Two things I decided early on: I would not own a car or get married. The car thing was not only an environmental idealists’ stance, it was practical and easy--I don’t drive and have never earned enough money for such a large item. However, this vehicular rebellion was drastically tweaked by Boyfriend when we acquired a 1994 Lincoln eight years ago. Granted, my name is not on the registration, and I still do not drive—yet, somehow, being chauffeured about in our gasoline-hungry car doesn’t quite qualify me for Environmentalist of the Year. This left me with my other remaining non-conformist position—singledom.
I am an incurable romantic, and, despite having been around the block more often than my Catholic upbringing approves, I believe in a committed relationship, loyalty, and monogamy. But I never felt the need to make a commitment to a legal document that, for a fee, is witnessed and certified by people I do not even know, much less care to have involved in what should be a personal and romantic affair of the heart. And my feminist nature felt at odds with the patriarchal leanings of matrimony. Besides, whose business is it with whom I set up housekeeping? Heck, for much of my adult life, I didn’t even want to live with anyone—single meant single.
Then along came Boyfriend, and all bets were off.
For nineteen years we have shared our lives, our apartments, many beloved dogs and cats, vacations, gossip, too many beers, Katrina, two motorized vehicles, friends, sorrows, hurt, misdeeds, heroics, a business—and then combined our apartments into one big rambling home. From there we nearly bought a house, nearly lost a business, lost our rambling house, moved a business, moved our home, and through all this, through sickness and health, for better, for worse, in fun and laughter, we didn’t need a judge to take our money to pronounce that we were a couple. Nevertheless, Boyfriend began asking me to marry him.
He tried to appeal to my pragmatic nature with the unavoidable fact that after ten years of wedded bliss, I would be eligible for his social security in the event that I became his widow—not the most romantic pitch or one that I am comfortable thinking about (it gives me the willies in my lower intestines and causes me to clench my decades-old dental work). But his social security would elevate me from living on cat food—my cats would never share theirs with me. Sadly, one’s future is determined by money.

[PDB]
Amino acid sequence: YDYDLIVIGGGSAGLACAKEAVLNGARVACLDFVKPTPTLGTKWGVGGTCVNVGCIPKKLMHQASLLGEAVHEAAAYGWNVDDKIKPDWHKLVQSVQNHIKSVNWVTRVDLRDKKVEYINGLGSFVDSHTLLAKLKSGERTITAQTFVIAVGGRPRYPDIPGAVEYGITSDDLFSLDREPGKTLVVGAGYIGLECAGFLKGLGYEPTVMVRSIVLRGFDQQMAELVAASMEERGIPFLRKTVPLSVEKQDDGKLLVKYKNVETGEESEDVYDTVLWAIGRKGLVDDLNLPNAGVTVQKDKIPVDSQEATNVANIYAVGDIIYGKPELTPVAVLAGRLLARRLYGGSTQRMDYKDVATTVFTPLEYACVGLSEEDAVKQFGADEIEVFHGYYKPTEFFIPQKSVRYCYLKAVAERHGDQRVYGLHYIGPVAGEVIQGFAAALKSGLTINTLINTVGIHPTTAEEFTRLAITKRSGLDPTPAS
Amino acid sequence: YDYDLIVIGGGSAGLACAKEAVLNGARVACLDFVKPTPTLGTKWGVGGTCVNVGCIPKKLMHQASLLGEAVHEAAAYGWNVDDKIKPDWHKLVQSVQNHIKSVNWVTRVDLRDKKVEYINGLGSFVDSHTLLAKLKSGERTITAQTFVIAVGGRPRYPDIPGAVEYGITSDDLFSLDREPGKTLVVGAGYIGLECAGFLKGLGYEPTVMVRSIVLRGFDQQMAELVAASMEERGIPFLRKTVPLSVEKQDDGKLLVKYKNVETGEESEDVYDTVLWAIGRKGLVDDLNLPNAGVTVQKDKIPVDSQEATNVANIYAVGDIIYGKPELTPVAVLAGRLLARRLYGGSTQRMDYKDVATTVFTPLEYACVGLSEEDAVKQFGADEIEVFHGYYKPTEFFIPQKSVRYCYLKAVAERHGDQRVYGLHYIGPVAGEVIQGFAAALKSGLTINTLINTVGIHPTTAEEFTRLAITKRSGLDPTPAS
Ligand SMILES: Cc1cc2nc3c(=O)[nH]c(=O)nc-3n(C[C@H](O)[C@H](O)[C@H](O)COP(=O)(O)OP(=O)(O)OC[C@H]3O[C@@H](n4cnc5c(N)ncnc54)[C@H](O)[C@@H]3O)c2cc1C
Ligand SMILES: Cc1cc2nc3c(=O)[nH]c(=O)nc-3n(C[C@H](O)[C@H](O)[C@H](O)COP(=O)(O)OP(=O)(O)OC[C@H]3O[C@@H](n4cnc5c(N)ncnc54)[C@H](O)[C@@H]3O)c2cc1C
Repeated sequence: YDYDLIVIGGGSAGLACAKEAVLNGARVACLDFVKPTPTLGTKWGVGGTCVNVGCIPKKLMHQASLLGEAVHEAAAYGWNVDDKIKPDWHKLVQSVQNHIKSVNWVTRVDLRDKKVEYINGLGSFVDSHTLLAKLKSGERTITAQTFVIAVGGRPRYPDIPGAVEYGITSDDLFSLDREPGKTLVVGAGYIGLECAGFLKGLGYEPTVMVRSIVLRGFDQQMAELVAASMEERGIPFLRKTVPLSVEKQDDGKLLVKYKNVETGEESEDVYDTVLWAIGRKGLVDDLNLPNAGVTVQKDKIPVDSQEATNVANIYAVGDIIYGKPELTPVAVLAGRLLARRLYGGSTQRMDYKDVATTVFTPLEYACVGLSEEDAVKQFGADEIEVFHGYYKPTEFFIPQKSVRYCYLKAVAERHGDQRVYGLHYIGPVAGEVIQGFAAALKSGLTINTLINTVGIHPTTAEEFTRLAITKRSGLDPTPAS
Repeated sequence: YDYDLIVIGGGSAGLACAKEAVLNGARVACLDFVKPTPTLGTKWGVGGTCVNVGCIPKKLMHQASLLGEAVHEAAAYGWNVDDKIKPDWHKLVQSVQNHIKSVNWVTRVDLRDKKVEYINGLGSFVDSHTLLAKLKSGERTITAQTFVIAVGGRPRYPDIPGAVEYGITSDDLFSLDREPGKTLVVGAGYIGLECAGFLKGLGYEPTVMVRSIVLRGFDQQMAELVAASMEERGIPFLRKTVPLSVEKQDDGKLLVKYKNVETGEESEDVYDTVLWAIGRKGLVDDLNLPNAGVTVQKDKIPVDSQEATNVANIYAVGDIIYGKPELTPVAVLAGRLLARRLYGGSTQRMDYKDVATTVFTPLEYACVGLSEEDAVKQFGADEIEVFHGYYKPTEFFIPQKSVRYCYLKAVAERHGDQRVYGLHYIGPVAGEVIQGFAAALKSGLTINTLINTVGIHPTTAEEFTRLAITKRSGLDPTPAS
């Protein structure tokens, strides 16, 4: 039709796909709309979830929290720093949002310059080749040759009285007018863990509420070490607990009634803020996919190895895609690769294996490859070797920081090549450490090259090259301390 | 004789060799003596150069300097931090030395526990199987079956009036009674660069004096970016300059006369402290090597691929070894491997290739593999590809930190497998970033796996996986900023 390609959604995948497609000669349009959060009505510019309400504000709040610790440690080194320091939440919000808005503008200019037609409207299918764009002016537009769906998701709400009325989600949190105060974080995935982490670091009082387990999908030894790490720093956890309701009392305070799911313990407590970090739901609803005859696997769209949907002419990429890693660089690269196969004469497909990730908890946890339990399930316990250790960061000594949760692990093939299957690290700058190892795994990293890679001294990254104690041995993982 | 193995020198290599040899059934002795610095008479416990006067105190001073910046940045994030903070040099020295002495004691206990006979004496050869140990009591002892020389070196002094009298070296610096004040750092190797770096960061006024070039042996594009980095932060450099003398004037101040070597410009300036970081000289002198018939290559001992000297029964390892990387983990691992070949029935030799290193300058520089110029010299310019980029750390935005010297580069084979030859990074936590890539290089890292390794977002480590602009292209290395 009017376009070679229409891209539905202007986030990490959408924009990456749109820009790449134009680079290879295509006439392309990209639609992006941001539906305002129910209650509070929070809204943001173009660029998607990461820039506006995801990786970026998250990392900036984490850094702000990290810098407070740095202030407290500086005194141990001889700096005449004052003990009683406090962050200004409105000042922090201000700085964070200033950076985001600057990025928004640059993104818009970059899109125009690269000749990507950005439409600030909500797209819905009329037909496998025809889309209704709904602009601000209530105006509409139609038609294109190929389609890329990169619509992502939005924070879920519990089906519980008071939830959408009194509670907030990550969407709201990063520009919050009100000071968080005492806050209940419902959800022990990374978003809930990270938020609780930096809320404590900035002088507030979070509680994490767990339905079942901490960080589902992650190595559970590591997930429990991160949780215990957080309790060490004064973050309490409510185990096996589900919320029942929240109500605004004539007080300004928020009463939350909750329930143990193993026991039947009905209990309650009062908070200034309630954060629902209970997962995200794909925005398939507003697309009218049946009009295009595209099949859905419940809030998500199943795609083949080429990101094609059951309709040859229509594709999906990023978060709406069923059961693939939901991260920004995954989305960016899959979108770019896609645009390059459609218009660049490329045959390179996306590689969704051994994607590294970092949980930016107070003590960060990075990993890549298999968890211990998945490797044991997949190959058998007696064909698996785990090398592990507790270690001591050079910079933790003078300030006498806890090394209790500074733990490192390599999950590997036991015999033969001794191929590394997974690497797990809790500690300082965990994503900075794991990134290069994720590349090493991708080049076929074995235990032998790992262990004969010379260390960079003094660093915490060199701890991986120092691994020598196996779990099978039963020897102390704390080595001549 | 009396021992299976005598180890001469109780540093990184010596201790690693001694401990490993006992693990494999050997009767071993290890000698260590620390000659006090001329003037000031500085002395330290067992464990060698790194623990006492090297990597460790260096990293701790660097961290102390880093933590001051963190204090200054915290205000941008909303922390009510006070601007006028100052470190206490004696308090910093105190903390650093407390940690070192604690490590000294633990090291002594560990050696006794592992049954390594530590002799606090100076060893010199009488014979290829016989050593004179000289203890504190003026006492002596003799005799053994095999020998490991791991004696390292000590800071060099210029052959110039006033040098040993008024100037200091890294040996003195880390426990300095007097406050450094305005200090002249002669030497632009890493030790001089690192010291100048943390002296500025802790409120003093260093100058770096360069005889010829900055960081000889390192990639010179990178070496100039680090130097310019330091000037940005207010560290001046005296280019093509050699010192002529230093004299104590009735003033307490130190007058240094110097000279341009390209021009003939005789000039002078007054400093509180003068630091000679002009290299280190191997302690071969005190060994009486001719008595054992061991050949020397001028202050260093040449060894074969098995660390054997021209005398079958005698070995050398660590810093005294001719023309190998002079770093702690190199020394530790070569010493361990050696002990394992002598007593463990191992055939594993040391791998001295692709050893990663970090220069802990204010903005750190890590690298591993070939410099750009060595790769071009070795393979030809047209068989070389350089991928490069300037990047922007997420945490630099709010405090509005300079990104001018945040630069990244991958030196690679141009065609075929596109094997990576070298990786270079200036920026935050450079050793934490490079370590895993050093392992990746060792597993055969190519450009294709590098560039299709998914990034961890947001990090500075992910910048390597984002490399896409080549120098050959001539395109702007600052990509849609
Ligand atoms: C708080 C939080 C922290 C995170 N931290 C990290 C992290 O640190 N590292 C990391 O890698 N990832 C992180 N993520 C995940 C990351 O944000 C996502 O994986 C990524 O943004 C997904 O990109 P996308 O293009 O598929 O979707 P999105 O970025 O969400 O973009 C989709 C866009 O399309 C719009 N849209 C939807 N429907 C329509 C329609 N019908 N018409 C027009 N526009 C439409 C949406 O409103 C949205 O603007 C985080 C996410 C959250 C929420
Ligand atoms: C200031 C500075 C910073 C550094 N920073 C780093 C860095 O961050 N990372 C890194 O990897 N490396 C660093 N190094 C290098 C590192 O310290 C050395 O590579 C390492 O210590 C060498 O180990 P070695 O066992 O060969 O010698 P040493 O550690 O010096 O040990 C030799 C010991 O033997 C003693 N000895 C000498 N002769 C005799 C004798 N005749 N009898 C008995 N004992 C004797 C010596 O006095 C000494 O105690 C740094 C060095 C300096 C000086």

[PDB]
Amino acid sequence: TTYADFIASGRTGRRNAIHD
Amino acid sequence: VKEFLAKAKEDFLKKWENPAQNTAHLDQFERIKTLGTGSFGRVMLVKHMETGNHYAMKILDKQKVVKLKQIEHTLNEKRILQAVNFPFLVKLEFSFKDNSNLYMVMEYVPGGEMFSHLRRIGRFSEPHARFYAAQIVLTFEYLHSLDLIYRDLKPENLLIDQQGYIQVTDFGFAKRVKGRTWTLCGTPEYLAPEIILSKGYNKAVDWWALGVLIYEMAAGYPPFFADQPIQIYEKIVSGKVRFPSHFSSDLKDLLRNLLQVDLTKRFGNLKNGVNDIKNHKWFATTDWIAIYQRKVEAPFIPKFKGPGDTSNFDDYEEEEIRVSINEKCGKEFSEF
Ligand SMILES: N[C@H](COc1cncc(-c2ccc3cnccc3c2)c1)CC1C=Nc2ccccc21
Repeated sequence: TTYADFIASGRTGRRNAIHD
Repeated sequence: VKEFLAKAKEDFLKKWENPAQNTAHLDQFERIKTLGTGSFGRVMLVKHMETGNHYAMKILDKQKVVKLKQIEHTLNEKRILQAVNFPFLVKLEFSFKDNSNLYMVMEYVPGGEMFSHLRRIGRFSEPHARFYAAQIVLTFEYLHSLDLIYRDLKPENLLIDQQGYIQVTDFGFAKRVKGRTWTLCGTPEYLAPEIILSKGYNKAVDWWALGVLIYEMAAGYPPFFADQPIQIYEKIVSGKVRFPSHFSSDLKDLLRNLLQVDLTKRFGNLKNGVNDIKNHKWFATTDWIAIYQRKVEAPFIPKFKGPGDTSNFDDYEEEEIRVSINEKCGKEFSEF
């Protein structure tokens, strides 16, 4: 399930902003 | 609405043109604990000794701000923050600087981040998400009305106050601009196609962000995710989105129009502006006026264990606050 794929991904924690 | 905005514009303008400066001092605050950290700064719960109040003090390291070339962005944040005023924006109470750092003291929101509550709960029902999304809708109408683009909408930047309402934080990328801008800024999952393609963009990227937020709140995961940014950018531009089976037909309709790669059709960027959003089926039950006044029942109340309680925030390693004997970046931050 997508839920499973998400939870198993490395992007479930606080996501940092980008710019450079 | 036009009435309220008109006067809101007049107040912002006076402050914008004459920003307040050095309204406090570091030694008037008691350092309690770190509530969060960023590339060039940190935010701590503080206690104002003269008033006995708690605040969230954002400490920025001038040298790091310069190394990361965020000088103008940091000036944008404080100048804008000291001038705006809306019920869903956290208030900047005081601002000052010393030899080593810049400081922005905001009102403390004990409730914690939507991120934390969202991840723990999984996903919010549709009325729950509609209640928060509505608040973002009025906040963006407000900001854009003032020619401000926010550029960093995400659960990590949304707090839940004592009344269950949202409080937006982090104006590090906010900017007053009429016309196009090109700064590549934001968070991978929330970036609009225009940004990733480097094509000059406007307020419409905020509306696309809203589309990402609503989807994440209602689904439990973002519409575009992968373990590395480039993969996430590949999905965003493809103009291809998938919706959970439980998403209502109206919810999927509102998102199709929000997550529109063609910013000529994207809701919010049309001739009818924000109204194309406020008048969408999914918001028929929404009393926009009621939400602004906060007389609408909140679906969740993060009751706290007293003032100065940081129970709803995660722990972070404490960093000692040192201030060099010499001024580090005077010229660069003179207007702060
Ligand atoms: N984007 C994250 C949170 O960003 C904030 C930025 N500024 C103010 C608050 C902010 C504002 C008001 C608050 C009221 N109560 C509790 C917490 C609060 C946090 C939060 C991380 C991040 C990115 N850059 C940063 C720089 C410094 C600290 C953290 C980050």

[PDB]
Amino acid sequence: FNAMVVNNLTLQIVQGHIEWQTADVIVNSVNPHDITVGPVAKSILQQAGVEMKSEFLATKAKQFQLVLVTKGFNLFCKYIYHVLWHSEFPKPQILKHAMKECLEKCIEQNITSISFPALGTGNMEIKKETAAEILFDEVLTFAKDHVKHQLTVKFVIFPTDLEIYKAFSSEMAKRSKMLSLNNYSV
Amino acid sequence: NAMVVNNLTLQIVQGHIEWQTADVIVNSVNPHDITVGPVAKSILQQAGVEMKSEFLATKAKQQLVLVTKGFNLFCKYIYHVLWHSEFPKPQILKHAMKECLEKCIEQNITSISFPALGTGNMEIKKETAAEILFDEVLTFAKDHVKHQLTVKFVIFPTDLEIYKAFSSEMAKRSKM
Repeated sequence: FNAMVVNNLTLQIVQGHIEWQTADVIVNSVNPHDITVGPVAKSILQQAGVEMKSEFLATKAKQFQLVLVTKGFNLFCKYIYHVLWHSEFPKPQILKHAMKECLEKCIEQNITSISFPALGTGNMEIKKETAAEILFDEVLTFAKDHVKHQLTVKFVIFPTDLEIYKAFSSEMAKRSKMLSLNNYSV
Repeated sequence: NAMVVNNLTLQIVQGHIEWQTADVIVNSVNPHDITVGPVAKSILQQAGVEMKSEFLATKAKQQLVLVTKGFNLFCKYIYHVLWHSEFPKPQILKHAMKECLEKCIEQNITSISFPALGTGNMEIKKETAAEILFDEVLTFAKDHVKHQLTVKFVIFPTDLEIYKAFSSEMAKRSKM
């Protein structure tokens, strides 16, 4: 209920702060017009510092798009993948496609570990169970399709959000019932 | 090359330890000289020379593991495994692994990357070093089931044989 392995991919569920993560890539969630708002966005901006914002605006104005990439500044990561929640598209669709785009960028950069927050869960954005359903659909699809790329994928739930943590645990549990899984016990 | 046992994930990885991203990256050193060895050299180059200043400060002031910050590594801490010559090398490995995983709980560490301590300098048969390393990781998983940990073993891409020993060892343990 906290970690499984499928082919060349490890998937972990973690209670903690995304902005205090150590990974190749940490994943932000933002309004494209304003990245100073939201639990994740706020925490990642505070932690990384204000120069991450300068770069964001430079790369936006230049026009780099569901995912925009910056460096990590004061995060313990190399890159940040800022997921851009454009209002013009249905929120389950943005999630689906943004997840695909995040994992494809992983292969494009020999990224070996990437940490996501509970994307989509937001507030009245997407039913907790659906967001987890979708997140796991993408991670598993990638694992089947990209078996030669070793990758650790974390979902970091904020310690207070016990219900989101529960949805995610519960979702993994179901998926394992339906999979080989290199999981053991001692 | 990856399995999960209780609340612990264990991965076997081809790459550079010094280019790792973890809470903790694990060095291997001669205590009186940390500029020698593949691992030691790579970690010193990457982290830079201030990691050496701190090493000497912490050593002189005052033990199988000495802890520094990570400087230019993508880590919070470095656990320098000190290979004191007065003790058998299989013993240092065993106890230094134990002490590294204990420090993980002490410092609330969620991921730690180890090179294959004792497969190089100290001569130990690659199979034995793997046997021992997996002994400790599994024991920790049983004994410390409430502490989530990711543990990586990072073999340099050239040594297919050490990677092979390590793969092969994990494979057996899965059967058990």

He then changed tactics and got down on his knee one day in the shop’s storage room next to the trash can that hadn’t been emptied for some time, and I thought, “What the hell are you doing? That floor is filthy—don’t expect me to be able to help you up!” Before I could ruin his sweet moment, he said, “Debbie, will you marry me—not for the security, but because I love you and want to spend the rest of my life with you.” I must have said yes because I called my friend Dawn and told her, and she offered to give us a wedding reception. Unsure about having a big party, still feeling hinky about all the legal ramifications, and with little knowledge of the laws and rights of single versus married, I kinda put it off.
The sweetness of his on-the-knee romantic proposal was taken to heart, but it was constantly put on the back burner because of my indecision and tendency to over-think something. Nearly three years passed. Then one day when Boyfriend was flush with extra cash and heading off to buy me wine, he said, “You can marry me for my money you know!” and I said, “Okay, sure. I’ll marry you.” He gave me a double-take, a broad smile, and asked, “For real?”
We decided then that something kinda quirky involving just us, no party, no hassle, stress, would be our preferred wedding plan. The Piccadilly Cafeteria on Jefferson Highway would be our wedding day luncheon for two! Yep, the Piccadilly—where I could have two desserts and all the sweet tea I could drink, and he could have liver ‘n onions, his cafeteria go-to favorite. When we heard that they might soon be closing that location, we got into high gear, only to be unexpectedly delayed (and evicted) by termites. Wedding bells gave way to moving bills.
Then one Wednesday morning, both exhausted from a particularly long work schedule that week, we decided to make a pass at the License Bureau to see if we were even close to having all our paperwork and documents in order. We were tired, grumpy, and rushing to catch the bus, with me in a dress I've worn for three days in-a-row and earrings, deodorant forgotten (temperatures hitting a record 97); he managed to accidentally forgo brushing his teeth. We were a hot mess. And, of course, that meant we were destined to wed that day.
All our ducks were in a row, and the license was obtained. “Is there anyone that can marry us today?” we asked.
“Yes, here’s a list of judges at Civil Court that can officiate . . . for a fee, $80.00, cash only.”
Boyfriend held a bouquet of plastic flowers from the judge’s office, I had a blue Sharpie that we used to ink our wedding bands, and during the vows he inserted with pride “and she will not obey!” Yep, we were the last couple to pay the illegal fee that should have been $5. (Google Lee Zurick’s investigative coverage and see our judge! Only in New Orleans!) We didn’t get to the Piccadilly, but we enjoyed an hour soaking in some A/C in a fancy hotel lobby (which was, in effect, our honeymoon), ate great Thai near the court house, and flashed our blue Sharpie wedding bands over champagne during our reception “for two” at our local bar.